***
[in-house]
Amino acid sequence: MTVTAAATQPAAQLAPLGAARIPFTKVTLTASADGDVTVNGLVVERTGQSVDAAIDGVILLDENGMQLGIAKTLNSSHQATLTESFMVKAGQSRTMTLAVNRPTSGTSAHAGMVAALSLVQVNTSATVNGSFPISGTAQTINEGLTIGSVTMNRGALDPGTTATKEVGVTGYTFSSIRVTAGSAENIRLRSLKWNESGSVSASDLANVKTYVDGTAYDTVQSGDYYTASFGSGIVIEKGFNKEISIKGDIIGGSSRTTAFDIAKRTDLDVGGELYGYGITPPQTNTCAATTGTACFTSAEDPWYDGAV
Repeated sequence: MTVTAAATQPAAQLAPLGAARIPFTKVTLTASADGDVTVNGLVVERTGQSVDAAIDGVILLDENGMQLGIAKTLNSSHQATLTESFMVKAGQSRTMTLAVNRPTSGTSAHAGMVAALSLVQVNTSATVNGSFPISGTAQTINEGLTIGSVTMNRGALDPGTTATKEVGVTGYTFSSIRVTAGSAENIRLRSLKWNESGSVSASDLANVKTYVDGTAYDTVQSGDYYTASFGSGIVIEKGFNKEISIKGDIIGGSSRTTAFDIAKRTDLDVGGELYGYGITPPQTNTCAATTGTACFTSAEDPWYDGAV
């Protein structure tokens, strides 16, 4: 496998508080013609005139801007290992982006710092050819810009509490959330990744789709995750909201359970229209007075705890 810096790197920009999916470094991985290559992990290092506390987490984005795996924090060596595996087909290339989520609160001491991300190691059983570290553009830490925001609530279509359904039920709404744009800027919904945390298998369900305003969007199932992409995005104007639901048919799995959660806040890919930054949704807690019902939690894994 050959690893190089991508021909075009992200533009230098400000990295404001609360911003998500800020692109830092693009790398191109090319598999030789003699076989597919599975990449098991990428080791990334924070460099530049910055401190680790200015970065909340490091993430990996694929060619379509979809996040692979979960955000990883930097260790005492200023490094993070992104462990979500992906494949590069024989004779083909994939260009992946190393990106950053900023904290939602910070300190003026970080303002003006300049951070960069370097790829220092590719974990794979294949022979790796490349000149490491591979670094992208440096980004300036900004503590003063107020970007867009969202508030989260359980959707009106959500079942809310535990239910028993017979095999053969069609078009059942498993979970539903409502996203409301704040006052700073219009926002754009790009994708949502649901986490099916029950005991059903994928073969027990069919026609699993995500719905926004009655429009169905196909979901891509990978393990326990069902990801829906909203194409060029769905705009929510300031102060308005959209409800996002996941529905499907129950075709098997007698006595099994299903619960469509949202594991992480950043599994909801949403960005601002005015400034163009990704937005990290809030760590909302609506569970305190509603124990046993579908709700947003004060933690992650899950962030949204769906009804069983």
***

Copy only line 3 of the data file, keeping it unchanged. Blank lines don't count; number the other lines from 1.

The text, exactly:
Repeated sequence: MTVTAAATQPAAQLAPLGAARIPFTKVTLTASADGDVTVNGLVVERTGQSVDAAIDGVILLDENGMQLGIAKTLNSSHQATLTESFMVKAGQSRTMTLAVNRPTSGTSAHAGMVAALSLVQVNTSATVNGSFPISGTAQTINEGLTIGSVTMNRGALDPGTTATKEVGVTGYTFSSIRVTAGSAENIRLRSLKWNESGSVSASDLANVKTYVDGTAYDTVQSGDYYTASFGSGIVIEKGFNKEISIKGDIIGGSSRTTAFDIAKRTDLDVGGELYGYGITPPQTNTCAATTGTACFTSAEDPWYDGAV